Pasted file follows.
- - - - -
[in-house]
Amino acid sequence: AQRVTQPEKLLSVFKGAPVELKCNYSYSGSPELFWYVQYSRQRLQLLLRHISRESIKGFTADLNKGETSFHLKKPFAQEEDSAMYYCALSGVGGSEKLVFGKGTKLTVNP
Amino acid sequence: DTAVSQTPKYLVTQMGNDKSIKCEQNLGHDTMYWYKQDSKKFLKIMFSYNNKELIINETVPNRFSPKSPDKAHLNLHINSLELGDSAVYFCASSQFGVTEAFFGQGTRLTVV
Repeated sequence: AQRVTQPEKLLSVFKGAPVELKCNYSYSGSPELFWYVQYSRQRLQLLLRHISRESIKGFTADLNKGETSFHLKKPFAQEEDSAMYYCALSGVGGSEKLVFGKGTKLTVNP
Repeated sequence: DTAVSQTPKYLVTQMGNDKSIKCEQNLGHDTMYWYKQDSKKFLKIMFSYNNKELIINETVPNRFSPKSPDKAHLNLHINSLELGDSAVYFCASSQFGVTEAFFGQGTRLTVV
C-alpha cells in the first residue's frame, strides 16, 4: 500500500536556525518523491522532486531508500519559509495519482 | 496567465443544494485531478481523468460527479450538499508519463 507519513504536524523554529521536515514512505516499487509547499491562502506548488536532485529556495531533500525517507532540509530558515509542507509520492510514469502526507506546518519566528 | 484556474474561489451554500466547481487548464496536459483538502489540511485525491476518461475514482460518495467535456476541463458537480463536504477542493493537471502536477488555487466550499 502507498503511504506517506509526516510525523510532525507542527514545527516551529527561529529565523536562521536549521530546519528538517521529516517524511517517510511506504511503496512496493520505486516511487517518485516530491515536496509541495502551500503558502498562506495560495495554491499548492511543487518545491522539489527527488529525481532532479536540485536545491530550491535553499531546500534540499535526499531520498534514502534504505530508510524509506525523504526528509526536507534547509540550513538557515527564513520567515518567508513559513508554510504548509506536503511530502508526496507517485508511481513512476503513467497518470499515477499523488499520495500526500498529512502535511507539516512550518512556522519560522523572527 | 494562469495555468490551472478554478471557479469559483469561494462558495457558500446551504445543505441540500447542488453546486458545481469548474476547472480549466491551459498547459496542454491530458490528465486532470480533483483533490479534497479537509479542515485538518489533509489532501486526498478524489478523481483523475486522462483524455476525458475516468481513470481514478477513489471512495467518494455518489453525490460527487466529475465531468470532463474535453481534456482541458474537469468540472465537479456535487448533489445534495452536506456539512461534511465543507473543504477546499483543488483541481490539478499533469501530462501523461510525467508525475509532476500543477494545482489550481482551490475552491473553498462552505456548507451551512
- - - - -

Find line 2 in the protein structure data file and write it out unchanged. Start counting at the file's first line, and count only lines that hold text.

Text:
Amino acid sequence: AQRVTQPEKLLSVFKGAPVELKCNYSYSGSPELFWYVQYSRQRLQLLLRHISRESIKGFTADLNKGETSFHLKKPFAQEEDSAMYYCALSGVGGSEKLVFGKGTKLTVNP